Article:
3. Accents – Linens, rugs, curtains, furniture covers – all of these can be quickly refreshed for a relatively low cost, and they really can amp your home's appeal. “Even a few throw pillows tailored to the color scheme of the season you're selling can make an interior more inviting,” notes Eisenberg.

4. Energy efficient updates - “If you can afford it, get a few energy efficient features added to your home. They are a major selling point right now,” says Eisenberg. Budget depending, you can have new windows installed, or just an energy efficient washer and dryer that you can offer as an inclusion with your sale.

For more information on selling you home, please contact Louis Eisenberg, Prudential Towne Realty, 109 E. Main Street, Norfolk, VA 23505,, (757) 572-7244, or .

Friday, August 9, 2013

Why air contioning costs are heating up

You might wish that summer could go on and on—until it comes time to recharge your air conditioning system. The cost of the common refrigerant R-22 (also known as Freon), widely used in residential air conditioning systems, has already increased by more than 400 percent in the past 18 months and is expected to go even higher, making air conditioning repairs more costly for many.
R-22 has been the refrigerant of choice for residential heat pump and air conditioning systems for more than four decades, but it has been identified as having a negative environmental impact, including contributing to ozone depletion. Under EPA regulations, R-22 is being phased out, with production totally prohibited after 2020.
This has added new considerations for homeowners who are considering whether to repair or replace an air conditioning unit. For instance, some refrigerant manufacturers have begun selling cheaper alternatives to R-22, often referred to as "drop-in" replacement refrigerants. But alternatives are cheaper only in the short run.
"Lennox, one of the leading air conditioning manufacturers, has conducted research that shows these cheaper alternate refrigerants are not compatible with the lubricating oil used in R-22 units," says Dave Moody, director of marketing for Service Experts Heating & Air Conditioning. "Recharging older air conditioners with these alternative refrigerants may actually damage the system and void your manufacturer's warranty. As a result, we've instructed our 2,500 technicians to follow the manufacturer's recommendations and use only R-22 when they recharge R-22 systems."
Moody also points out that reclaimed and recycled R-22 is expected to be available to repair existing systems after production ceases in 2020, but as the supply of new R-22 refrigerant continues to be reduced, costs of both new and recycled R-22 refrigerant will increase significantly.
All new air conditioning systems now use a more environmentally friendly refrigerant, R410A.-These newer systems offer many benefits, including greater energy efficiency, longer warranty periods and quieter operation, and may prove to be the wiser investment when homeowners are faced with repairing an older system that uses R-22 refrigerant.
"There is no one-size-fits-all answer about whether to repair or replace your R-22 AC," says Moody. "It really does depend on the individual family, their home, their lifestyle and their budget.”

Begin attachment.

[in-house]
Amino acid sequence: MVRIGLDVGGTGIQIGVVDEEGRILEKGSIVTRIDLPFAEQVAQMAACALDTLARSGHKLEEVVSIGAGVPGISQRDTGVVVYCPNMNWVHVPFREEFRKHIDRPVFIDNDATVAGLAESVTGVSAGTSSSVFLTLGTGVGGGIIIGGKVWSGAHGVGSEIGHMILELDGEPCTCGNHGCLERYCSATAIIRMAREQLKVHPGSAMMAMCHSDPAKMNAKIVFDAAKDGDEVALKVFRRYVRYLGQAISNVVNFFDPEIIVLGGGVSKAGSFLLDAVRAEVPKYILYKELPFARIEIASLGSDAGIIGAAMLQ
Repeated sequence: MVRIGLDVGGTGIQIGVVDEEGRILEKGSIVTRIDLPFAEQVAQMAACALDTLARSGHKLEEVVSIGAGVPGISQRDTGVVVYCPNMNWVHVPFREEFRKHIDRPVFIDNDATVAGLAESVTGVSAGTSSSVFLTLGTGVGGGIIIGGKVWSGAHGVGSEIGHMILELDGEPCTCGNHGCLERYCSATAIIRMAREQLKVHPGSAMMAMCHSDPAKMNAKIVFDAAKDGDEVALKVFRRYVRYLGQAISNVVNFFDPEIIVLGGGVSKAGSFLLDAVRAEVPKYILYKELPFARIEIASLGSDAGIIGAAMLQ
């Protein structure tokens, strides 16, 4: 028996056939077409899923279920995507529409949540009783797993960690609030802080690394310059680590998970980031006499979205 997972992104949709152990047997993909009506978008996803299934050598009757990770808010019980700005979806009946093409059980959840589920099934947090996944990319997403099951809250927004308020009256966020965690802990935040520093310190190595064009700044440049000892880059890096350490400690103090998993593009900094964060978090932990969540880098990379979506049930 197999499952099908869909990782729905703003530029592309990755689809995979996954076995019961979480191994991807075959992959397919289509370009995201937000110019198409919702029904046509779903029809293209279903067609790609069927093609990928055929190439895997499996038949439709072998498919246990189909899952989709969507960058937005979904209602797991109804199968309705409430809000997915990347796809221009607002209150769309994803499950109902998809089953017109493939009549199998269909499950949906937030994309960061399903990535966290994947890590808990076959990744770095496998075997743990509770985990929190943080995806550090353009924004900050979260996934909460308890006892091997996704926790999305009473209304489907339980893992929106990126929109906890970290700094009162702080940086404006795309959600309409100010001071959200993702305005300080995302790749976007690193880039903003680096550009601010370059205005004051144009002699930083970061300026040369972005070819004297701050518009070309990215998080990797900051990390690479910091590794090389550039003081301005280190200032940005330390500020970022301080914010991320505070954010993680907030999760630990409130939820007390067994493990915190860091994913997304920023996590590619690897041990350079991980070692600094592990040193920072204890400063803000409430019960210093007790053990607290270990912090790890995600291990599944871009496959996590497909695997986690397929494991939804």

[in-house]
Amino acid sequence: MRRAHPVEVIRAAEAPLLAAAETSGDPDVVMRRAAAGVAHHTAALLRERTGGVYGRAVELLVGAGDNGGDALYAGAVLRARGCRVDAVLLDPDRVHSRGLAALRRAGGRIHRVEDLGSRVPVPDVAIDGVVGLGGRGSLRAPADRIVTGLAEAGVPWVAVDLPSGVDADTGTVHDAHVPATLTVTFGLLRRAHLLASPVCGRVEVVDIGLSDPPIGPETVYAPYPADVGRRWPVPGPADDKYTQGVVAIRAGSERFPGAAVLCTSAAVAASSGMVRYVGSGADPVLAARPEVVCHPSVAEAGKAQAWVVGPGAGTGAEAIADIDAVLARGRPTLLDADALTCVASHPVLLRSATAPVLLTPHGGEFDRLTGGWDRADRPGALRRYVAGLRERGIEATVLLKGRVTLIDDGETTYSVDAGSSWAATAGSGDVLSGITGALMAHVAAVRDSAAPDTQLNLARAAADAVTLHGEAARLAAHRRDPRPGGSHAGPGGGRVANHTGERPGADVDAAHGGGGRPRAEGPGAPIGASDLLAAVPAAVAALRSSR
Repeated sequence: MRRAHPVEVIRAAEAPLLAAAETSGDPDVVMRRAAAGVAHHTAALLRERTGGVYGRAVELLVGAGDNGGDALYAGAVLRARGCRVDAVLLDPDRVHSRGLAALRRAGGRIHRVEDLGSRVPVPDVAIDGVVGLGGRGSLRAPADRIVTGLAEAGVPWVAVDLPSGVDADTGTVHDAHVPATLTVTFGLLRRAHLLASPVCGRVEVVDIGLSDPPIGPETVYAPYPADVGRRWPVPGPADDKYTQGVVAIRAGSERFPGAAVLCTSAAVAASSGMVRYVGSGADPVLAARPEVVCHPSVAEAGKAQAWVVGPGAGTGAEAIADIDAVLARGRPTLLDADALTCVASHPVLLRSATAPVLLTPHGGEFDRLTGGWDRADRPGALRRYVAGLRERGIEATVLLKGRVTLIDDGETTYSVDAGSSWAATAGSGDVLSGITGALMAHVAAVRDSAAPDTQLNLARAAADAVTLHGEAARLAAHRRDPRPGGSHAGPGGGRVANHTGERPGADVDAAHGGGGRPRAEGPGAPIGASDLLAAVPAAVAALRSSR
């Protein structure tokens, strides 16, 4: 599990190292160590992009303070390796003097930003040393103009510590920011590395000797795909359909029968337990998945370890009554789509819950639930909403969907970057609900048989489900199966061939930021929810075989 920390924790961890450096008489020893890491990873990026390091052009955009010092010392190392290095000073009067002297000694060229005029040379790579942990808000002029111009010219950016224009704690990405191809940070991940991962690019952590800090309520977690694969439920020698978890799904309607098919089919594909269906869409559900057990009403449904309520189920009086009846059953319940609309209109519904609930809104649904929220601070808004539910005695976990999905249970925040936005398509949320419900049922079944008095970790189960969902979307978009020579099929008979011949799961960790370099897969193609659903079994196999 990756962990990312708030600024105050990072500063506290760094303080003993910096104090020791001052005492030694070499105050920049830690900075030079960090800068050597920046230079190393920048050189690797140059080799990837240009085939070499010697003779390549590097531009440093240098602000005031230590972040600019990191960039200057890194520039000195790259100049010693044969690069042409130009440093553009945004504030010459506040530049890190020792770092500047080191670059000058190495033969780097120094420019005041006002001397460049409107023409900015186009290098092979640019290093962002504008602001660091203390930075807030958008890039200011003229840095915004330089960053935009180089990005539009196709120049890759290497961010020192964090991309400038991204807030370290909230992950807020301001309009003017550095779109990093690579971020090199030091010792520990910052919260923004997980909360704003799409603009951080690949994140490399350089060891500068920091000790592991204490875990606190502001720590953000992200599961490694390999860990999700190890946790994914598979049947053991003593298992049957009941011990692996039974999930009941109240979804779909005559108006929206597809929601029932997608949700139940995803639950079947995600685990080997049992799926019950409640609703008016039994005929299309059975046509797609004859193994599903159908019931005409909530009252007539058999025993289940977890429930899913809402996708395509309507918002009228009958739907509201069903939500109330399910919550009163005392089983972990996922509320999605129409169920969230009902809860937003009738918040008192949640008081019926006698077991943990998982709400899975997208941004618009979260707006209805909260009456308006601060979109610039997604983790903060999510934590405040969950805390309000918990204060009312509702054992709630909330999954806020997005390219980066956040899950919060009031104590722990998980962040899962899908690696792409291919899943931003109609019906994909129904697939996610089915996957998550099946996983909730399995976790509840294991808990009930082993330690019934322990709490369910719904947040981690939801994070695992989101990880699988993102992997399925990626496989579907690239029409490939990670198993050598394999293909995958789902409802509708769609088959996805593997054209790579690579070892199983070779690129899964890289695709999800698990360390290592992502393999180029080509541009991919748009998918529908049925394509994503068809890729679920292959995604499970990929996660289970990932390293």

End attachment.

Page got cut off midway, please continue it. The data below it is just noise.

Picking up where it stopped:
Thursday, August 8, 2013

Keep your home cool and save the green

Wednesday, August 7, 2013

5 demands to make on your real estate agent

The following article is courtesy of KCM Blog
The KCM Crew
number 5Are you thinking of selling your home? Are you dreading having to deal with strangers walking through the house? Are you concerned about getting the paperwork correct? Hiring a professional real estate agent can take away most of the challenges of selling. A great agent is always worth more than the commission they charge just like a great doctor or great accountant. You want to deal with one of the best agents in your marketplace. To do this, you must be able to distinguish the average agent from the great one. Let us help.
If we were hiring an agent to sell my home today, we would require that they:

1. Tell us the truth about the price

Too many agents just take the listing at any price and then try to the ‘work the seller’ for a price correction later. Demand that the agent prove to you that they have a belief in the price they are suggesting. Make them show you their plan to sell the house at that price – TWICE! Every house in today’s market must be sold two times – first to a buyer and then to the bank.
The second sale may be more difficult than he first. The residential appraisal process has gotten tougher. It has become more difficult to get the banks to agree on the contract price. A red flag should be raised if your agent is not discussing this with you at the time of the listing.

2. Understand the timetable with which my family is dealing

You will be moving your family to a new home. Whether the move revolves around the start of a new school year or the start of a new job, you will be trying to put the move to a plan. This can be very emotionally draining. Demand from your agent an appreciation for the timetables you are setting. I am not suggesting that your agent can pick the exact date for your move. You just want the agent to exert any influence they can.

3. Remove as many of the challenges as possible

It is imperative that your agent know how to handle the challenges that will arise. An agent’s ability to negotiate is critical in this market.